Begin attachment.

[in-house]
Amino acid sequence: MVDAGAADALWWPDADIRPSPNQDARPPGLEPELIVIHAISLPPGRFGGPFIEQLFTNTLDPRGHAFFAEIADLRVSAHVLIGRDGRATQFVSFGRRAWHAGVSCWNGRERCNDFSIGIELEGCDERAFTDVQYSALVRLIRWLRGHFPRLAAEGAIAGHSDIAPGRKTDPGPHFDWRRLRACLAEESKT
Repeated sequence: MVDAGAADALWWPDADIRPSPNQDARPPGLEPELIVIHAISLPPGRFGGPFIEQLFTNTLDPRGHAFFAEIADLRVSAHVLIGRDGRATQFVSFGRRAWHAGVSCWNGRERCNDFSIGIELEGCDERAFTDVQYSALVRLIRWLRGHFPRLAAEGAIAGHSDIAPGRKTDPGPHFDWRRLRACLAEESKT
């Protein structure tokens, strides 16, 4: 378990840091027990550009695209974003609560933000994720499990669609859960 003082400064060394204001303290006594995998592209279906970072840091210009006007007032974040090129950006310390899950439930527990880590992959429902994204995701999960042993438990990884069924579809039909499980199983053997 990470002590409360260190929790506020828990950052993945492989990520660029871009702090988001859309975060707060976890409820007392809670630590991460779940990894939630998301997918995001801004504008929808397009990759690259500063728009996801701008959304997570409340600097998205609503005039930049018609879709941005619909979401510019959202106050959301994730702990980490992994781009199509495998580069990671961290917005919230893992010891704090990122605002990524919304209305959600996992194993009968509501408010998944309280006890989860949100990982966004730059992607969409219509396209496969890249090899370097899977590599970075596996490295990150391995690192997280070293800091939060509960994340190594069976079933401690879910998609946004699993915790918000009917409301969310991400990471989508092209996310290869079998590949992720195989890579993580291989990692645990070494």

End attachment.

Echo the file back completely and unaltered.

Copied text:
[in-house]
Amino acid sequence: MVDAGAADALWWPDADIRPSPNQDARPPGLEPELIVIHAISLPPGRFGGPFIEQLFTNTLDPRGHAFFAEIADLRVSAHVLIGRDGRATQFVSFGRRAWHAGVSCWNGRERCNDFSIGIELEGCDERAFTDVQYSALVRLIRWLRGHFPRLAAEGAIAGHSDIAPGRKTDPGPHFDWRRLRACLAEESKT
Repeated sequence: MVDAGAADALWWPDADIRPSPNQDARPPGLEPELIVIHAISLPPGRFGGPFIEQLFTNTLDPRGHAFFAEIADLRVSAHVLIGRDGRATQFVSFGRRAWHAGVSCWNGRERCNDFSIGIELEGCDERAFTDVQYSALVRLIRWLRGHFPRLAAEGAIAGHSDIAPGRKTDPGPHFDWRRLRACLAEESKT
């Protein structure tokens, strides 16, 4: 378990840091027990550009695209974003609560933000994720499990669609859960 003082400064060394204001303290006594995998592209279906970072840091210009006007007032974040090129950006310390899950439930527990880590992959429902994204995701999960042993438990990884069924579809039909499980199983053997 990470002590409360260190929790506020828990950052993945492989990520660029871009702090988001859309975060707060976890409820007392809670630590991460779940990894939630998301997918995001801004504008929808397009990759690259500063728009996801701008959304997570409340600097998205609503005039930049018609879709941005619909979401510019959202106050959301994730702990980490992994781009199509495998580069990671961290917005919230893992010891704090990122605002990524919304209305959600996992194993009968509501408010998944309280006890989860949100990982966004730059992607969409219509396209496969890249090899370097899977590599970075596996490295990150391995690192997280070293800091939060509960994340190594069976079933401690879910998609946004699993915790918000009917409301969310991400990471989508092209996310290869079998590949992720195989890579993580291989990692645990070494």